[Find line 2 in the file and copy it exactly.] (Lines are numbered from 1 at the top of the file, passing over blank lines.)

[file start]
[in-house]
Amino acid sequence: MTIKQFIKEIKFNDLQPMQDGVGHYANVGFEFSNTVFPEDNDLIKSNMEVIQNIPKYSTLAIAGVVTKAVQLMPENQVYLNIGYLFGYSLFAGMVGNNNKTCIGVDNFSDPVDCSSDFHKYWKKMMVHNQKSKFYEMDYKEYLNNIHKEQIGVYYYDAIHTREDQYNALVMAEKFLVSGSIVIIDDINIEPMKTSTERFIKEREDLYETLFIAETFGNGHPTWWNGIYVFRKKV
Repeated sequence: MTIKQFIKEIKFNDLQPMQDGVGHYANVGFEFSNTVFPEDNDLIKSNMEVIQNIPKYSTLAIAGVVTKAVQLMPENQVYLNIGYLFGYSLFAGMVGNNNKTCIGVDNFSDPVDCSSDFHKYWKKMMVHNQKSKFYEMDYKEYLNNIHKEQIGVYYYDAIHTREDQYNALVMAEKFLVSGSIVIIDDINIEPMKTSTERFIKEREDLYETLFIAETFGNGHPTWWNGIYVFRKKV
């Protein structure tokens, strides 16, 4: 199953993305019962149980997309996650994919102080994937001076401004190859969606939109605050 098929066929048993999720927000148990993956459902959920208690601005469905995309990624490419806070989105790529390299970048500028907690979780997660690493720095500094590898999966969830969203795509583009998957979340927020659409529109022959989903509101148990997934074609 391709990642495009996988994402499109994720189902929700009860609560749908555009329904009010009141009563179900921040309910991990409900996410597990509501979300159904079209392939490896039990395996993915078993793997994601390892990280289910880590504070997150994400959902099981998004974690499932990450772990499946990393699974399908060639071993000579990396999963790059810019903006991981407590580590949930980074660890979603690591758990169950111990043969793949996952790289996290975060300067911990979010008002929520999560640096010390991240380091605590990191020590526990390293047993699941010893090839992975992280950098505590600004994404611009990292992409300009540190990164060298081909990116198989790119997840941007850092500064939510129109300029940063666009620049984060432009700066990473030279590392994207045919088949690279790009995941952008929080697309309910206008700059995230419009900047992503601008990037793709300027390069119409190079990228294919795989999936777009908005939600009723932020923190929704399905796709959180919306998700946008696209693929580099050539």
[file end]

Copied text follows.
Amino acid sequence: MTIKQFIKEIKFNDLQPMQDGVGHYANVGFEFSNTVFPEDNDLIKSNMEVIQNIPKYSTLAIAGVVTKAVQLMPENQVYLNIGYLFGYSLFAGMVGNNNKTCIGVDNFSDPVDCSSDFHKYWKKMMVHNQKSKFYEMDYKEYLNNIHKEQIGVYYYDAIHTREDQYNALVMAEKFLVSGSIVIIDDINIEPMKTSTERFIKEREDLYETLFIAETFGNGHPTWWNGIYVFRKKV